Dear family, friends, neighbors, and the FedEx guy, Imagine you're sleeping when your doorbell rings. You grope for your phone: 2 a.m. You stumble downstairs in your pajamas, unbolt the door, and scowl at the offender. “I have to be at work at 7 a.m.,” you snarl. The culprit looks sheepish, knowing only the police or EMS should be knocking at this hour.
Now transpose a.m. for p.m., and imagine you're trying to nap before a night shift. Suddenly you are the culprit for sleeping. The stunned look on your neighbor's face when he sees you in your PJs in the afternoon makes you the sheepish one. Even though it's the middle of your night, you still feel you have to justify answering the door in your pajamas at 2 p.m. Such is the struggle of a shift worker in a 9-5 world.
If you're a 9-5er, you probably take for granted that no one is texting or ringing your doorbell when you're sleeping. The afternoon cacophony of mowing, hammering, and radio-blasting doesn't affect your slumber. Yes, 9-to-5ers may envy how we avoid rush-hour traffic and get days off during the week, but we pay dearly for these perks with many unenviable difficulties.
Christmas day off is a certainty for a 9-5er, but it's a privilege for shift workers. We try to tell ourselves “it's just a day,” but I always feel twinges of regret knowing that most people are with their families and I'm not. Weekends are similar. Being on a different schedule from everyone else can create social isolation. Does anyone get married when it's convenient for shift workers? Does anyone have his birthday party on a Thursday morning?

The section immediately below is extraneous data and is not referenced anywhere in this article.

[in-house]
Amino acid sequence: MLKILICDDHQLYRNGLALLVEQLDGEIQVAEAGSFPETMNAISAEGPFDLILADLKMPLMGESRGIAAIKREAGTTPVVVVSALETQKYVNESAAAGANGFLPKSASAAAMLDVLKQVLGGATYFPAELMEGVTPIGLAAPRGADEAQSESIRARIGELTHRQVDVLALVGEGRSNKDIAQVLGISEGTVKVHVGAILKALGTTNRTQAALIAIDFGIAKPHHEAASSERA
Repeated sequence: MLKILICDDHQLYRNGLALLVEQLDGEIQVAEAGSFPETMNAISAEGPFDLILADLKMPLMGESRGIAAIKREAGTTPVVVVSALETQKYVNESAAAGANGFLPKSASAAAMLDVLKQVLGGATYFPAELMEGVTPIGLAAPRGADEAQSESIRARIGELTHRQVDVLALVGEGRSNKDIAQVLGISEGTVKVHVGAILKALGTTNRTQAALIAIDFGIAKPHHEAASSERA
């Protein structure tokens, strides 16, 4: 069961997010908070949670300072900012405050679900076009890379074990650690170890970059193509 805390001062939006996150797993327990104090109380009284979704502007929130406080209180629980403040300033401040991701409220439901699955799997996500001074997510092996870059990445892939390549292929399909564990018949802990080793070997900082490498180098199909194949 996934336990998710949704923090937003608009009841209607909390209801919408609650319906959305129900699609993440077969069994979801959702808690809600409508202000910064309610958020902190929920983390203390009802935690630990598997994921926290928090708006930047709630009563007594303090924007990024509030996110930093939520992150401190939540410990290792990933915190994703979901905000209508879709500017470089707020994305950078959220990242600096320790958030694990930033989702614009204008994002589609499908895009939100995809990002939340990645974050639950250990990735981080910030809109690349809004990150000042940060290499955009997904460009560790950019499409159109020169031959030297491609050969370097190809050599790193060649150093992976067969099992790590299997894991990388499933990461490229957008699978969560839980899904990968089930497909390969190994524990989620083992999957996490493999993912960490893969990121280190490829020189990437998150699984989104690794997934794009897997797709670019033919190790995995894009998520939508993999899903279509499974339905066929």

Most full-time EPs have to work at least one shift on the weekend, so that Saturday night event could be on a day we're working. Nine-5ers often fail to appreciate that we are giving up something else to get a weekend off to travel, attend the event you've planned, or even have our kids on particular weekends in the case of those of us with joint custody. Being available on the weekend you want means burning up our limited vacation requests, using up favors to switch shifts with colleagues, working other weekends, or working full-time nights to try to be off weekends.
Even when we're not at work, there's a chance we'll miss things because we're out of sync with normal people. Many parents work the night shift because they want to be available for their kids during the day. Sounds good in theory, but imagine going to a parent-teacher conference at midnight. That's what it's like for me to go to one on a Tuesday afternoon. Imagine family and friends feeling slighted because you didn't return their texts at 2 a.m. on a Sunday night. That's what it's like for me when I get texts on a Sunday afternoon. When we shift workers seem unavailable and delayed in responding, forgive us.
Not on the Calendar